Shortly before I got married, I entered headlong into a massive controversy brewing among my friends, a number of whom were getting married about the same time as me. The question we grappled with was how to treat our wives right after we got married. The simple answer would have been: “well, treat them well.” But of course, any student of Talmudic law will not be satisfied with such an oversimplified answer, and will feel the need to delve deeper and deeper into the minutia, decoding the word “well,” to define its precise meaning.
The focal point of the raging debate was should we go “all out” in the way we interact with our spouse right after we get married. Should we write them little love notes daily, make heart shaped mosaics of rose petals for them to see when they get home from work, cook them four course dinners, compliment them multiple times daily on their intelligence, sensitivity, and looks, and hire a mariachi group to softly serenade us while we eat candlelit dinners overlooking the Atlantic Ocean crashing ashore (O.K., we didn’t really discuss the mariachis, who wants five guys in glittering pants crashing your romantic dinner)? It may seem to you that this is obviously the ideal way for a person to treat their newly-wed spouse, what exactly could be the other position in this debate?
Fear not, the other stance has some very solid grounding. It posits that if you treat your wife that way for those first few months, you are setting yourself up for failure. Seven years down the line, you will have three little kids running around the house, you’ll have to work sixty hours a week just to be able to afford formula, diapers, healthcare and tuition, and you’ll have decidedly less time to cook four course dinners. When you come home from work your wife will be buried in mounds of laundry, and all you’ll be greeted with at the door is two walking smelly diapers and a mini-Picasso who has been using the wall as his canvas. Suddenly all the mariachis are going to seem as far as the International Space Station. The only love poem you’ll be able to think of is, “Roses are red, violets are blue, I wished there would only be one dirty diaper, but there are actually two!”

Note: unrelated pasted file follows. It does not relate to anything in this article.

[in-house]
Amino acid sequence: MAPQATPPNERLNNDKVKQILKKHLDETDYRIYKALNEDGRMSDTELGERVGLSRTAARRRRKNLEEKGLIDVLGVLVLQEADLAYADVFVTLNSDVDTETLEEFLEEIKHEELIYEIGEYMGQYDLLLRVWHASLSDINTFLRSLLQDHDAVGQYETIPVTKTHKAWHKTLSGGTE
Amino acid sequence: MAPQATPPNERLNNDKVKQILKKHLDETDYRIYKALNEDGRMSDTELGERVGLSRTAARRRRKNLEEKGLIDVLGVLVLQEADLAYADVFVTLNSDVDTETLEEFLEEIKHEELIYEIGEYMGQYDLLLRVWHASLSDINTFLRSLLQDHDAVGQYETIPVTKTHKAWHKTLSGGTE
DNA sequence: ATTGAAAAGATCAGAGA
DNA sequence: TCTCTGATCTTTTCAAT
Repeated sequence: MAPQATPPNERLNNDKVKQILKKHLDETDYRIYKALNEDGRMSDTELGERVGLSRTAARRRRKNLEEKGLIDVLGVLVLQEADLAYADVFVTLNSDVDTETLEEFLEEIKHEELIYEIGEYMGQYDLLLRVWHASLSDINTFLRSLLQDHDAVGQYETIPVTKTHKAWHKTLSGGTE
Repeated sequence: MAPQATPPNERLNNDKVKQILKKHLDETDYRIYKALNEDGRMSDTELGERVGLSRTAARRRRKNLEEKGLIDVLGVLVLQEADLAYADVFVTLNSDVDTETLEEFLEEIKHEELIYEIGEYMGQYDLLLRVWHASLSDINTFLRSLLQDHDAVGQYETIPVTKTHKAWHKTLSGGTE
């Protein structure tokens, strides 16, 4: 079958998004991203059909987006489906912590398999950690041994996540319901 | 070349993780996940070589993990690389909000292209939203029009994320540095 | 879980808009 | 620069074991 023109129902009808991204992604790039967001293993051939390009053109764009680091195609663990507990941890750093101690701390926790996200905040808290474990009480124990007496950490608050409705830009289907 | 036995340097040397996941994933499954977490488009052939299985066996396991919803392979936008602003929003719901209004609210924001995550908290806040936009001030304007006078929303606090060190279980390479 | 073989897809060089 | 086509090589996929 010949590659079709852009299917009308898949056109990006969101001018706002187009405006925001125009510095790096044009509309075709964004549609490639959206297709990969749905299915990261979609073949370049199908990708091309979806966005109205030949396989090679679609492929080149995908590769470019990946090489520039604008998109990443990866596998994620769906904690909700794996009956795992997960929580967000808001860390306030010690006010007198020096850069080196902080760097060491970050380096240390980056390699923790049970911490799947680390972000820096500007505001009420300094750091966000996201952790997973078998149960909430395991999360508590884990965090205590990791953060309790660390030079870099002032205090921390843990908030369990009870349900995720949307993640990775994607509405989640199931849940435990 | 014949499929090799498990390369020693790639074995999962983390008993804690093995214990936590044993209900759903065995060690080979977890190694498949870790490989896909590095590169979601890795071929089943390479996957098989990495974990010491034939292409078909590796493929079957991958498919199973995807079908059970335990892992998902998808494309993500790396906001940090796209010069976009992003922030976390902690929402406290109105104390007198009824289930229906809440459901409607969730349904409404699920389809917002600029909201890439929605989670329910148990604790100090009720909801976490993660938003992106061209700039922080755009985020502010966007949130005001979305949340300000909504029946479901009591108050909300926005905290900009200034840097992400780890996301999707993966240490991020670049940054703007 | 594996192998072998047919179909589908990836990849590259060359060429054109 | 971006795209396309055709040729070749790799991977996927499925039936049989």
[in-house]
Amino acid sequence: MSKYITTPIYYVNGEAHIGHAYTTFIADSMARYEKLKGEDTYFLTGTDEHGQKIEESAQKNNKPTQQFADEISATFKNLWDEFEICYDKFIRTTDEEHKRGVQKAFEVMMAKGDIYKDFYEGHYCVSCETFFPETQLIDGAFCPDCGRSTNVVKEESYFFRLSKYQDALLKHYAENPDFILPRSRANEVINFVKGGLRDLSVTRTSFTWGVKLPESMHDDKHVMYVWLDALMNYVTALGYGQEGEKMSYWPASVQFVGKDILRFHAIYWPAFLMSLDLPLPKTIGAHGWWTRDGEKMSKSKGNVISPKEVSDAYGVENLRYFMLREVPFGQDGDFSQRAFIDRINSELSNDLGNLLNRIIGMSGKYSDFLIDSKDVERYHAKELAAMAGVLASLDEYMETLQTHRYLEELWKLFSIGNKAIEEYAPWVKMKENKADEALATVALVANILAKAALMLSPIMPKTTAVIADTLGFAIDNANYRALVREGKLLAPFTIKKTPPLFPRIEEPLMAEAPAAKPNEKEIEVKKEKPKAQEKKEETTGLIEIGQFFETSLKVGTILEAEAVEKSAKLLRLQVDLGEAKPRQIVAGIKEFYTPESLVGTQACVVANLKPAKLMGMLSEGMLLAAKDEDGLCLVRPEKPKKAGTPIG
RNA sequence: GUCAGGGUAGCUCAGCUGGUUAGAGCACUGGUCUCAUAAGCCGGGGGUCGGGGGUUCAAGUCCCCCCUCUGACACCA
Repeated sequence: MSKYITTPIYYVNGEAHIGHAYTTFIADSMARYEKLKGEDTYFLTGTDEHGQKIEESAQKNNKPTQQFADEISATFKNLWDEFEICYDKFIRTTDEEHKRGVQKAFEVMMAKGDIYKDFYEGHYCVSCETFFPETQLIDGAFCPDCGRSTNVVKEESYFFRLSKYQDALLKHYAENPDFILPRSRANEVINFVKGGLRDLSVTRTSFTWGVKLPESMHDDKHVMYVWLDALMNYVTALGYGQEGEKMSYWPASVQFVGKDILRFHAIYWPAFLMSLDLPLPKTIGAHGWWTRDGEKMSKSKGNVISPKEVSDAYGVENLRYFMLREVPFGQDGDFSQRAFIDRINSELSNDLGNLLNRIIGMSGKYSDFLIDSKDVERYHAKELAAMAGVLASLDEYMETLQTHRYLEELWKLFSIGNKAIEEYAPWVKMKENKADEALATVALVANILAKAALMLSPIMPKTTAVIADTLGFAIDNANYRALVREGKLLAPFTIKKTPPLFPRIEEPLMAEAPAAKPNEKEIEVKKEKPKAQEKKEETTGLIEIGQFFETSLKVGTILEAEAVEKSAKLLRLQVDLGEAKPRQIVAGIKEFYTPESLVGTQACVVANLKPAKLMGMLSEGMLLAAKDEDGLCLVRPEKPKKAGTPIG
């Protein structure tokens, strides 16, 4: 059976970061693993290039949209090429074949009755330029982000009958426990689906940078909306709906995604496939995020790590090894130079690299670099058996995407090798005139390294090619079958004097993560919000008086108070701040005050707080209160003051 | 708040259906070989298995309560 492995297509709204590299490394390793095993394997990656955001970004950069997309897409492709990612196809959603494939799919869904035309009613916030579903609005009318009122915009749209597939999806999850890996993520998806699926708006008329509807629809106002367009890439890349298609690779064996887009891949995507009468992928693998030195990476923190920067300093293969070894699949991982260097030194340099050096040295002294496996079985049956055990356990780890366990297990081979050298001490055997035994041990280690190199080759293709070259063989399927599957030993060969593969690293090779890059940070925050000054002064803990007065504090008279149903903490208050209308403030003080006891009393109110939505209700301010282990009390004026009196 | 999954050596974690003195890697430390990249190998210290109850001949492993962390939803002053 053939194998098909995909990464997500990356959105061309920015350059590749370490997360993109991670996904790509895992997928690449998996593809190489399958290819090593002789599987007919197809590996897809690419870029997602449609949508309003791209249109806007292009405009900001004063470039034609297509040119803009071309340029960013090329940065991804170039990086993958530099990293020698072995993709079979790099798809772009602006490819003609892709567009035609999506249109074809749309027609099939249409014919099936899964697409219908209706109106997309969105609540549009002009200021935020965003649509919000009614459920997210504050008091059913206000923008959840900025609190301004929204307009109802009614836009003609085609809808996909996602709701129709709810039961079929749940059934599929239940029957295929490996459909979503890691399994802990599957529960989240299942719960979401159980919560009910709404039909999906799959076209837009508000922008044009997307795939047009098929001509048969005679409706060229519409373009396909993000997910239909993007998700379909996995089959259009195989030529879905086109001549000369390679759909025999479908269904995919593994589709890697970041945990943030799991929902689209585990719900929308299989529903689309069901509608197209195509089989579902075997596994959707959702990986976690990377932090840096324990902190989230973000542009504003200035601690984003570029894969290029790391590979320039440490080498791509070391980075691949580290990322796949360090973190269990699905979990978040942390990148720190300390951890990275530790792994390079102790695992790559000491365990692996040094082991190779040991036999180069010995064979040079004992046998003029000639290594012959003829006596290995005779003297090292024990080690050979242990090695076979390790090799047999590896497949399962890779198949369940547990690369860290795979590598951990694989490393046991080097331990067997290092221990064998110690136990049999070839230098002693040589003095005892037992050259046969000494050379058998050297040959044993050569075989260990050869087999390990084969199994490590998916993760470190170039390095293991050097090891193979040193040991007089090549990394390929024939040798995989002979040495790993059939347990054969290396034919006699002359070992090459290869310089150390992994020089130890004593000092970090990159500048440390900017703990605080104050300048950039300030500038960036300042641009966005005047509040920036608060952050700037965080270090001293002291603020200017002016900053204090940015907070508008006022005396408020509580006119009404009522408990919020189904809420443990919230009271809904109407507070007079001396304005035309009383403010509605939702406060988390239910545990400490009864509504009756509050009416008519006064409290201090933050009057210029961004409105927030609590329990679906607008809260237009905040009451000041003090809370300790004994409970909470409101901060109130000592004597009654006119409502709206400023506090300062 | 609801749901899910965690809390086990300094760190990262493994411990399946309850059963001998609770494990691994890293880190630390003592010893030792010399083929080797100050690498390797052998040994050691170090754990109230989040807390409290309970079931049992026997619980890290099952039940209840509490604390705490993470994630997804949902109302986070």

Your wife is going to feel very let down. Where is her romantic guy, who just wanted to stare into her eyes for hours and tell her the top twenty reasons why she was so great? Where is the guy who used to cook her gourmet dinners, write her love letters, and pick her up from work on a white horse and whisk her off to a delicious picnic spread at the side of a quiet lake? Who kidnapped the wonderful man she married and replaced him with Mr. Harried Bland?
The second position states that it is better to start off life normal; tuna casserole and boiled green beans for dinner, a maximum of two compliments a day, and no coffee or cola past seven PM. Doing this will set the stage for a blissful marriage in which no one will ever feel let down, neglected, forgotten, because it will have the same tone throughout.
So what’s a guy supposed to do? My answer is based on a phrase that has been a guiding light in my marriage, and one that applies in all areas of life equally well. “If you do when you can, when you can’t, they’ll know you would’ve if you could’ve!” Everyone knows that a person can’t function at peak performance all the time, that is part of the human condition. If when you have the ability to operate at your maximum, you do, that is a clear indicator that your heart is truly behind the endeavor fully, it is only circumstance that gets in the way. However, if when you have the ability to operate at a high level, you don’t, the other person will feel that you never invested yourself fully in the relationship, and will forever think that the reason you’re operating at half-speed is because that is simply who you are, and what you want to do. Using this concept, if I were to go “all out” in the beginning of my marriage, and give my wife everything I had the power to give, when I wouldn’t be able to later on in life, my wife would have the confidence that if only I could be doing more, I would be.